The Boston University Terriers played host to the Merrimack College Warriors on Friday night, in their second meeting of the week. The first of this two-game series took place on Tuesday in North Andover at Lawler Rink and saw the Warriors end the Terriers eight-game winning streak, as they notched three goals to the Terriers one that night.

It was clear from the pushing, shoving, and after whistle festivities that memories of Tuesday’s tilt were still uppermost in the players’ minds. The first penalty, an interference, would be called on Terrier, and Boston Bruins prospect, Charlie McAvoy 5:50 into the period and it would cost the Terriers. Junior forward Brett Seney, would put the Warriors on the scoreboard, 35 seconds into their power play. However, the Terriers would respond with emotion and continued physicality and approximately two minutes later would get their own man advantage. Ludvig Larsson, the sophomore from Malmo, Sweden, would get whistled for tripping. Clayton Keller would take a solid pass from fellow freshman Patrick Harper, to tie it 14 seconds in. The second assist would go to McAvoy, perhaps redeeming himself for his earlier penalty.

The one thing that no one ever wants to see though is a serious injury to one of the players, which unfortunately was the case as Nikolas Olsson ended up sprawled on the ice to the left of Warrior netminder Collin Delia. As he tried to get up, it was soon vividly apparent that he was in a tremendous amount of pain. The trainer rushed out to attend to him and then two of Olsson’s teammates helped get him up and off the ice with what looked to be a serious leg injury. Post game, Terriers head coach David Quinn, while not going into specifics, corroborated that indeed it was a bad injury.

The second period picked up just where it left off in the first, with the Terriers controlling much of the play by hemming in the Warriors in their own end for significant zone time, but as the period went along, it was clear that Merrimack was beginning to gain traction and take control of the game. By the time the buzzer sounded, it would be Merrimack College leading 2-1, as Seney got his second of the game (eighth on the season) at 12:51 of the middle frame. The period would not be without its pushing and shoving and a couple of penalties. BU’s Brandon Hickey would get whistled at 9:23 for an interference call, but Warrior Mathieu Tibbet would also sit for two for an embellishment call—a penalty called much more at the collegiate level than seen in the pro leagues. Merrimack’s Johnathan Kovacevic would sit for a slash as the clock ticked under the five-minute mark when the Terriers had done a good job of getting in low in the offensive zone.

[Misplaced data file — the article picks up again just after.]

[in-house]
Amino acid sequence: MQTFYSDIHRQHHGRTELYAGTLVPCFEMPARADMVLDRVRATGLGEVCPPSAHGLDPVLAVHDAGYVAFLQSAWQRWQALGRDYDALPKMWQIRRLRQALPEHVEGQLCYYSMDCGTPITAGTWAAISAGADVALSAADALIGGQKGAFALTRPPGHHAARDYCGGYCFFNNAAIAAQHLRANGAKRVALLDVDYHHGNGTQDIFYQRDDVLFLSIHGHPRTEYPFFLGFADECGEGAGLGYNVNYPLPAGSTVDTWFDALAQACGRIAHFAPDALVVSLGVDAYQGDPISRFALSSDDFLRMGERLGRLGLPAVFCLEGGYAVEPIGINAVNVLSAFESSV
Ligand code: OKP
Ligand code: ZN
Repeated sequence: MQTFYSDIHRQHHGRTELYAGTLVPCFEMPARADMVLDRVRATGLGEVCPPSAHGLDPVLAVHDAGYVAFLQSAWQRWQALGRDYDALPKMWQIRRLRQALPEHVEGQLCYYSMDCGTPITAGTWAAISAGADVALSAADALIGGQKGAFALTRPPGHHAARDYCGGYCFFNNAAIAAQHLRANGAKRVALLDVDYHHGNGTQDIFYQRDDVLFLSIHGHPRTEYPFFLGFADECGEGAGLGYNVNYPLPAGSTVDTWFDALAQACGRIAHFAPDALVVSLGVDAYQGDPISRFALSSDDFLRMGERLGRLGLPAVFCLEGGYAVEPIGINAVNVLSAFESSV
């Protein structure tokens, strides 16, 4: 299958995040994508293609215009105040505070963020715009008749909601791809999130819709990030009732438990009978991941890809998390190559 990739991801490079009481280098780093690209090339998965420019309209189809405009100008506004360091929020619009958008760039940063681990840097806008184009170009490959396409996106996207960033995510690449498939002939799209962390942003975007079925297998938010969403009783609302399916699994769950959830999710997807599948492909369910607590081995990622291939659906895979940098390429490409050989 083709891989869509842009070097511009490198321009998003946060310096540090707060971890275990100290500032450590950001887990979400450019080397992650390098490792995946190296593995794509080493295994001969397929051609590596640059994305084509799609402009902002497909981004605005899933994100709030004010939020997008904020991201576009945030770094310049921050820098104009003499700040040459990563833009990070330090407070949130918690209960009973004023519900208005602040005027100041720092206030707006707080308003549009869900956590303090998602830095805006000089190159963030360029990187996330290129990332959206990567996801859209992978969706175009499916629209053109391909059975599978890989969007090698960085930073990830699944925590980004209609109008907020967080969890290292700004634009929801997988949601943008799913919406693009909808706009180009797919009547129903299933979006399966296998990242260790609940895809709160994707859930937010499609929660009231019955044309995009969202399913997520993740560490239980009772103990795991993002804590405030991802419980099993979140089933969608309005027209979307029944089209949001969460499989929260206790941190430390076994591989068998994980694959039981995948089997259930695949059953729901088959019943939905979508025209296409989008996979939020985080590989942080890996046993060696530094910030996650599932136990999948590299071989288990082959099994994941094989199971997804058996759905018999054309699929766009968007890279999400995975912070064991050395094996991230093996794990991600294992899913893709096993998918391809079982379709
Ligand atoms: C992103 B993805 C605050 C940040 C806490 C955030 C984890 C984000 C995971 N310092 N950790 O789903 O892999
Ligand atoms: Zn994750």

Perhaps it was the knowledge that their teammate was badly hurt. Perhaps they had let it go to their head that they were in the number one spot of the USCHO poll for the first time in a long time. Given how many players from BU who were on the gold medal-winning Team USA at the IIHF World Junior Championships, perhaps it was a hangover from the energy they had expended in that tournament, or the idea that with gold medals they were at the top of the pile. It could even have been, as Coach Quinn tried to joke after the loss, that one of the players broke up with his girlfriend. After all, they are young men. Whatever it was, the third period saw Merrimack take control and the wheels fall off the Terriers’ wagon.

In the third period, as Alex Carle sat in the box for a boarding call, the Terriers had an opportunity to possibly tie the game and give themselves a chance. Instead, 18 seconds into the man advantage, it was Michael Babcock of the Warriors who went glove side high with the shorthander to make the score 3-1 with less than 15 minutes remaining in regulation. Coach Quinn seemed to feel that was kind of the nail in the coffin with his players and their effort. Just a little more than four minutes later Babcock would net his second of the game at 9:31 of that period.

As the last second ticked off the clock and the buzzer signaled the end, the Merrimack College Warriors had achieved their first ever regular-season series sweep of the Boston University Terriers. And while the Merrimack players knew where BU was ranked, and certainly had received some confidence and some happiness after the win on Tuesday, they shelved that as they left the locker room Tuesday night and showed up at Agganis Arena Friday night ready to work and bring a strong effort. They were rewarded.

The Terriers? Well, Coach Quinn called the night disappointing, and it was clear from his post game comments that he felt the team had not brought their best effort and had returned to some bad habits. He doesn’t have much time to coach that out of them, as they return to the Agganis Arena ice on Saturday night as BU hosts UMass Lowell River Hawks (who also lost their game Friday night).

A family historian by profession, Rhonda R. McClure has loved hockey since she was a child in New Hampshire. Any opportunity to combine her love of writing, hockey and research is something she looks forward to with much enthusiasm. She's been accused of seeking out shinny games when there are no other hockey events taking place. She is a member of the Society for International Hockey Research. Follow her on Twitter at @HockeyMaven1917.


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